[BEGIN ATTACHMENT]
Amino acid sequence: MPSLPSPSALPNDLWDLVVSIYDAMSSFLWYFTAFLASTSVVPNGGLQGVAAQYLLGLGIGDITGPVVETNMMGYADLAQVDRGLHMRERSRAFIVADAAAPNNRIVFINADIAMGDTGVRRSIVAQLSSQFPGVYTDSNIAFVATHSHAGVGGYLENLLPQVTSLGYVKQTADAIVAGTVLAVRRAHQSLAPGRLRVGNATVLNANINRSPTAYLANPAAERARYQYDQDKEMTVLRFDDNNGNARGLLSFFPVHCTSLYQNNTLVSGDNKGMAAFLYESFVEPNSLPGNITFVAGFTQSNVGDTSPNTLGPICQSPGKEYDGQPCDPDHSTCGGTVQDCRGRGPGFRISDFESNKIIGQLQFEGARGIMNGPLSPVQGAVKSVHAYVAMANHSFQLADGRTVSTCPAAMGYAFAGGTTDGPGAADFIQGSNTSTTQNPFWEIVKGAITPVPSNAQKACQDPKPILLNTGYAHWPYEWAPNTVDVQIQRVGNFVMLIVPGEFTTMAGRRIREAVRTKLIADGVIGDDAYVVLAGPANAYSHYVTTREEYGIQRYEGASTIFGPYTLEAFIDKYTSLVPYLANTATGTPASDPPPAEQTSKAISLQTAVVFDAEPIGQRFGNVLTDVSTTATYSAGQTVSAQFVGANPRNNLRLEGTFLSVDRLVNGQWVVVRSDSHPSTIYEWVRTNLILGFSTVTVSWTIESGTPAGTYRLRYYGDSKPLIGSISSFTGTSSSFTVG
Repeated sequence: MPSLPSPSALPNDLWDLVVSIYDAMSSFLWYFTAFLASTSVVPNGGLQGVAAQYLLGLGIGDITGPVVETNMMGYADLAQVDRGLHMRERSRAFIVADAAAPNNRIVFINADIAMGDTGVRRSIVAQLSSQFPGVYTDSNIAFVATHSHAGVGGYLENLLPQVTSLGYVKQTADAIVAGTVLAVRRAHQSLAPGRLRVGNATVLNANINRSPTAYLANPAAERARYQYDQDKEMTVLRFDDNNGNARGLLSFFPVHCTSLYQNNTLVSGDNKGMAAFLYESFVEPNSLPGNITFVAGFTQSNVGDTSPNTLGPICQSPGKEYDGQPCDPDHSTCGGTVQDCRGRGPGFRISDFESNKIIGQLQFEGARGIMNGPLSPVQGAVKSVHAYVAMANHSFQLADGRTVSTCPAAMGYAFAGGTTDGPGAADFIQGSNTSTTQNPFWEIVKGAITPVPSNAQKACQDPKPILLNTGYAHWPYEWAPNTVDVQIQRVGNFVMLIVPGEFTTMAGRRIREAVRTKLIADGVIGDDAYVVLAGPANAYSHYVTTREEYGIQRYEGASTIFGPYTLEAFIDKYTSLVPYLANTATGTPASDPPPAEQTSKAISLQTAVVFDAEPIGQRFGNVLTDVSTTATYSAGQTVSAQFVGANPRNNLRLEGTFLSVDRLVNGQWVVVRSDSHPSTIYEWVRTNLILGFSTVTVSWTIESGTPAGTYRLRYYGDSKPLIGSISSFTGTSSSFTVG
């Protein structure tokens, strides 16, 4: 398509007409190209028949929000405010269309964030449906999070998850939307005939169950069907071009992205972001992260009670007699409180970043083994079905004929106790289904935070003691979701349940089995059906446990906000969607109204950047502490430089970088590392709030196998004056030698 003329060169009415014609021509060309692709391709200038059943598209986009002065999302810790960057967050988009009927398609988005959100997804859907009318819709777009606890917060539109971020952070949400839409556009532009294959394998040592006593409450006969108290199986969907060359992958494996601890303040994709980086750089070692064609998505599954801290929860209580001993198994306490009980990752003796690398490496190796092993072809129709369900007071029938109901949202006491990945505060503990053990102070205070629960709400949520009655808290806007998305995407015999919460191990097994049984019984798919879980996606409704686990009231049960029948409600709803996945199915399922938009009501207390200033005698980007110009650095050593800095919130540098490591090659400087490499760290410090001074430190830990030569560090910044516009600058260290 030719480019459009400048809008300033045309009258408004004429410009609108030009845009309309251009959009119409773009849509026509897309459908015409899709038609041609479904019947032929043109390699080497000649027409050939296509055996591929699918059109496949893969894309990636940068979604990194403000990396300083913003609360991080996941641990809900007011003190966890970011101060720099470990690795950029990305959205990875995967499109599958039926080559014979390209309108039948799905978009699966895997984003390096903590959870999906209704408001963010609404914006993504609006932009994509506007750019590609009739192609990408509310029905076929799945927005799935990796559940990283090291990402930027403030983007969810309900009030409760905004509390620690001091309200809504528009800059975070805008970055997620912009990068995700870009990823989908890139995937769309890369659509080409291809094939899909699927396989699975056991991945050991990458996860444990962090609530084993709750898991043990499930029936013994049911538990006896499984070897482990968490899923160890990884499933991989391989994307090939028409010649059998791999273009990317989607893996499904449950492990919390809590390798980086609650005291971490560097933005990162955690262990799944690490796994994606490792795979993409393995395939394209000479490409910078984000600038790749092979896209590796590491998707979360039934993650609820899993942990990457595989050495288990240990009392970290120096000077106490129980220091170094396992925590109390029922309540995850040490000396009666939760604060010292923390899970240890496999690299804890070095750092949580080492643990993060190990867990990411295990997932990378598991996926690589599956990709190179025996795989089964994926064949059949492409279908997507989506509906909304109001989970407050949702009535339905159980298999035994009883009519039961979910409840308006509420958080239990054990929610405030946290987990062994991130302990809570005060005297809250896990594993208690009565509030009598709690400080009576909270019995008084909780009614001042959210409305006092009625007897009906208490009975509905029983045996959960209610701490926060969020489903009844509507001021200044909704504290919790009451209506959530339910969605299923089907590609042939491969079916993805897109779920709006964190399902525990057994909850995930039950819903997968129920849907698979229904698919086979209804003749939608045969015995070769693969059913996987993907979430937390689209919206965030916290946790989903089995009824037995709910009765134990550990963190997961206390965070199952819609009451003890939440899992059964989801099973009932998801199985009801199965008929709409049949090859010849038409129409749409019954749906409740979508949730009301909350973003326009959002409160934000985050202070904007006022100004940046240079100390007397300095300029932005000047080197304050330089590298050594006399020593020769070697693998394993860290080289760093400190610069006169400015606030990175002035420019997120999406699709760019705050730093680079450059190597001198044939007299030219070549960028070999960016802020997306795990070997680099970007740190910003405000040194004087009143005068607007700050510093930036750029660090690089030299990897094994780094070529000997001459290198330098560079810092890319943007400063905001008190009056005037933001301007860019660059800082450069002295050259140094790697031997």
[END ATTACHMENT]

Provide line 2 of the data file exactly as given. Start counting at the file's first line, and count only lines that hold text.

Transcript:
Repeated sequence: MPSLPSPSALPNDLWDLVVSIYDAMSSFLWYFTAFLASTSVVPNGGLQGVAAQYLLGLGIGDITGPVVETNMMGYADLAQVDRGLHMRERSRAFIVADAAAPNNRIVFINADIAMGDTGVRRSIVAQLSSQFPGVYTDSNIAFVATHSHAGVGGYLENLLPQVTSLGYVKQTADAIVAGTVLAVRRAHQSLAPGRLRVGNATVLNANINRSPTAYLANPAAERARYQYDQDKEMTVLRFDDNNGNARGLLSFFPVHCTSLYQNNTLVSGDNKGMAAFLYESFVEPNSLPGNITFVAGFTQSNVGDTSPNTLGPICQSPGKEYDGQPCDPDHSTCGGTVQDCRGRGPGFRISDFESNKIIGQLQFEGARGIMNGPLSPVQGAVKSVHAYVAMANHSFQLADGRTVSTCPAAMGYAFAGGTTDGPGAADFIQGSNTSTTQNPFWEIVKGAITPVPSNAQKACQDPKPILLNTGYAHWPYEWAPNTVDVQIQRVGNFVMLIVPGEFTTMAGRRIREAVRTKLIADGVIGDDAYVVLAGPANAYSHYVTTREEYGIQRYEGASTIFGPYTLEAFIDKYTSLVPYLANTATGTPASDPPPAEQTSKAISLQTAVVFDAEPIGQRFGNVLTDVSTTATYSAGQTVSAQFVGANPRNNLRLEGTFLSVDRLVNGQWVVVRSDSHPSTIYEWVRTNLILGFSTVTVSWTIESGTPAGTYRLRYYGDSKPLIGSISSFTGTSSSFTVG